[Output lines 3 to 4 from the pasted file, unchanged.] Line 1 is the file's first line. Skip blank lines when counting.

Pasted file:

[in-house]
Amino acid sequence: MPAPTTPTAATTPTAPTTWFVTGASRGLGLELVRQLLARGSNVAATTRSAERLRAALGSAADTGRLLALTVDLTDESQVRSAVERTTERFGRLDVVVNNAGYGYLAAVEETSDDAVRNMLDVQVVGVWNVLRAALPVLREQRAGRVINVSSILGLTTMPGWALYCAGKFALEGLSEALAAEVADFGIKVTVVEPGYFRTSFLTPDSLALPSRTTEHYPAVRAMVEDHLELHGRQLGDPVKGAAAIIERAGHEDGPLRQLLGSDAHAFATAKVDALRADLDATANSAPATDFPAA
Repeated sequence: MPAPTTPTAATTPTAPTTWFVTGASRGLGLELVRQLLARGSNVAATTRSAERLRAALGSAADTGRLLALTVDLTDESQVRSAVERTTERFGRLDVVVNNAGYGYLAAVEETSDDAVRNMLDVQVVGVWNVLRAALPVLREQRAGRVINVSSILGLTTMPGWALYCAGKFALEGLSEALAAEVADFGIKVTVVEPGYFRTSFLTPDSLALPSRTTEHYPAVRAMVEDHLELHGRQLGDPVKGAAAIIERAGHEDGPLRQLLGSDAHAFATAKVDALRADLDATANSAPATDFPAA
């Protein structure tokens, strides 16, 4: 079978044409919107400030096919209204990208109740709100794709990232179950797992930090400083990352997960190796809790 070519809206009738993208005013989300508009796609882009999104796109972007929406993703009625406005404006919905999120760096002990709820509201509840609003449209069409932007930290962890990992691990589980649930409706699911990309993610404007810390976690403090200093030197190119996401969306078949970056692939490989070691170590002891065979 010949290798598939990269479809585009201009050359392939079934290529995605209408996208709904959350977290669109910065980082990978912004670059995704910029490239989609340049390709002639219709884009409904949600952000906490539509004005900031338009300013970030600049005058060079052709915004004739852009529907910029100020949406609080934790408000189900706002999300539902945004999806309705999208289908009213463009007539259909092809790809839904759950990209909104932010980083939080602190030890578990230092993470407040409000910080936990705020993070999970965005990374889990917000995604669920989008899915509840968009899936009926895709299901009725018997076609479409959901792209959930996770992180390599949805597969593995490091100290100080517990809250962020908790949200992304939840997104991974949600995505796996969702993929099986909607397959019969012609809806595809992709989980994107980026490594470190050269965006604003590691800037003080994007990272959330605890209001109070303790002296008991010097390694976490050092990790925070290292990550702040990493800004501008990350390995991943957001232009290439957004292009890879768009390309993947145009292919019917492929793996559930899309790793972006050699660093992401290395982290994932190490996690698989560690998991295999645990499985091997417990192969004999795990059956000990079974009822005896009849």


Repeated sequence: MPAPTTPTAATTPTAPTTWFVTGASRGLGLELVRQLLARGSNVAATTRSAERLRAALGSAADTGRLLALTVDLTDESQVRSAVERTTERFGRLDVVVNNAGYGYLAAVEETSDDAVRNMLDVQVVGVWNVLRAALPVLREQRAGRVINVSSILGLTTMPGWALYCAGKFALEGLSEALAAEVADFGIKVTVVEPGYFRTSFLTPDSLALPSRTTEHYPAVRAMVEDHLELHGRQLGDPVKGAAAIIERAGHEDGPLRQLLGSDAHAFATAKVDALRADLDATANSAPATDFPAA
């Protein structure tokens, strides 16, 4: 079978044409919107400030096919209204990208109740709100794709990232179950797992930090400083990352997960190796809790 070519809206009738993208005013989300508009796609882009999104796109972007929406993703009625406005404006919905999120760096002990709820509201509840609003449209069409932007930290962890990992691990589980649930409706699911990309993610404007810390976690403090200093030197190119996401969306078949970056692939490989070691170590002891065979 010949290798598939990269479809585009201009050359392939079934290529995605209408996208709904959350977290669109910065980082990978912004670059995704910029490239989609340049390709002639219709884009409904949600952000906490539509004005900031338009300013970030600049005058060079052709915004004739852009529907910029100020949406609080934790408000189900706002999300539902945004999806309705999208289908009213463009007539259909092809790809839904759950990209909104932010980083939080602190030890578990230092993470407040409000910080936990705020993070999970965005990374889990917000995604669920989008899915509840968009899936009926895709299901009725018997076609479409959901792209959930996770992180390599949805597969593995490091100290100080517990809250962020908790949200992304939840997104991974949600995505796996969702993929099986909607397959019969012609809806595809992709989980994107980026490594470190050269965006604003590691800037003080994007990272959330605890209001109070303790002296008991010097390694976490050092990790925070290292990550702040990493800004501008990350390995991943957001232009290439957004292009890879768009390309993947145009292919019917492929793996559930899309790793972006050699660093992401290395982290994932190490996690698989560690998991295999645990499985091997417990192969004999795990059956000990079974009822005896009849």